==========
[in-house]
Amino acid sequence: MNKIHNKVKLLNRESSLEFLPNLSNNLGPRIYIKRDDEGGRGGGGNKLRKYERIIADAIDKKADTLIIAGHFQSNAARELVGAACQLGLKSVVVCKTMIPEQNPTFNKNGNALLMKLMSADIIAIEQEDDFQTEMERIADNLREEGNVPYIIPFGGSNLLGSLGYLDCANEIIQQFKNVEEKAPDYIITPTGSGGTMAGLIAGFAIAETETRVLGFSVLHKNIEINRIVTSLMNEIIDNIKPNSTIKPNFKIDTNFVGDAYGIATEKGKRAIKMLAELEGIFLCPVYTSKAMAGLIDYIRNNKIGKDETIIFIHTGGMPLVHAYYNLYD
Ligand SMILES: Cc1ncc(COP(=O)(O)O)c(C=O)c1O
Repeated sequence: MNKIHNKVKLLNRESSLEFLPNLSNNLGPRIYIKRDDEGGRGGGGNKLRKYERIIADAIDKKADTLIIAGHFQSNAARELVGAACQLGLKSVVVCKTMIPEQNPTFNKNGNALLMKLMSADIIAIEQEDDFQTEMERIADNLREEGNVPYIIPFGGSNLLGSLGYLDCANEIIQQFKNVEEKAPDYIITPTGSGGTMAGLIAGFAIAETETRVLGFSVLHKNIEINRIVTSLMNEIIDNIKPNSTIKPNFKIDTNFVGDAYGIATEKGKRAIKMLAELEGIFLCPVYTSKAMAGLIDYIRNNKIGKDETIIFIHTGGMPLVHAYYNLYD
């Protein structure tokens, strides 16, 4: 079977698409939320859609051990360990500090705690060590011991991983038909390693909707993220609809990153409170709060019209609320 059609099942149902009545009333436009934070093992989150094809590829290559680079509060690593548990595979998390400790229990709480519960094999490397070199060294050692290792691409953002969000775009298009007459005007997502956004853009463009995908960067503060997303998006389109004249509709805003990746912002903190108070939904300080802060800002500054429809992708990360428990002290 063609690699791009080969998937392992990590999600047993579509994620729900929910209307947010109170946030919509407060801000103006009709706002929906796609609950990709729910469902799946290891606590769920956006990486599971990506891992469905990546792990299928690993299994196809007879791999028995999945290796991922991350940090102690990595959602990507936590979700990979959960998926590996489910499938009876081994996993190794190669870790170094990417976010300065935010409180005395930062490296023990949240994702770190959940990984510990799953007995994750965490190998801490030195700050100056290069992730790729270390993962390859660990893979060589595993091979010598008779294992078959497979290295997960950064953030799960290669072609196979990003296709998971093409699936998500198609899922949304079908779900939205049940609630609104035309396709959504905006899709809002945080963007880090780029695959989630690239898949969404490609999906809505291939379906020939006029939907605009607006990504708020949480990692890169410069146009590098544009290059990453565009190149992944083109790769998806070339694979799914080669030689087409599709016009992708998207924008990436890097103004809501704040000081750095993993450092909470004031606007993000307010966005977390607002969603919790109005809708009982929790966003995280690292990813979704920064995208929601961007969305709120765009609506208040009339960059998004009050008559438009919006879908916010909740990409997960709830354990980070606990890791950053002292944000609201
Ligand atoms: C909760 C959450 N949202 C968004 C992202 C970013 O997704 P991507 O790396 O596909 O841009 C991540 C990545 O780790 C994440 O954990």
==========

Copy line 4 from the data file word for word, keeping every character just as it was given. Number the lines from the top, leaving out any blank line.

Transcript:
Repeated sequence: MNKIHNKVKLLNRESSLEFLPNLSNNLGPRIYIKRDDEGGRGGGGNKLRKYERIIADAIDKKADTLIIAGHFQSNAARELVGAACQLGLKSVVVCKTMIPEQNPTFNKNGNALLMKLMSADIIAIEQEDDFQTEMERIADNLREEGNVPYIIPFGGSNLLGSLGYLDCANEIIQQFKNVEEKAPDYIITPTGSGGTMAGLIAGFAIAETETRVLGFSVLHKNIEINRIVTSLMNEIIDNIKPNSTIKPNFKIDTNFVGDAYGIATEKGKRAIKMLAELEGIFLCPVYTSKAMAGLIDYIRNNKIGKDETIIFIHTGGMPLVHAYYNLYD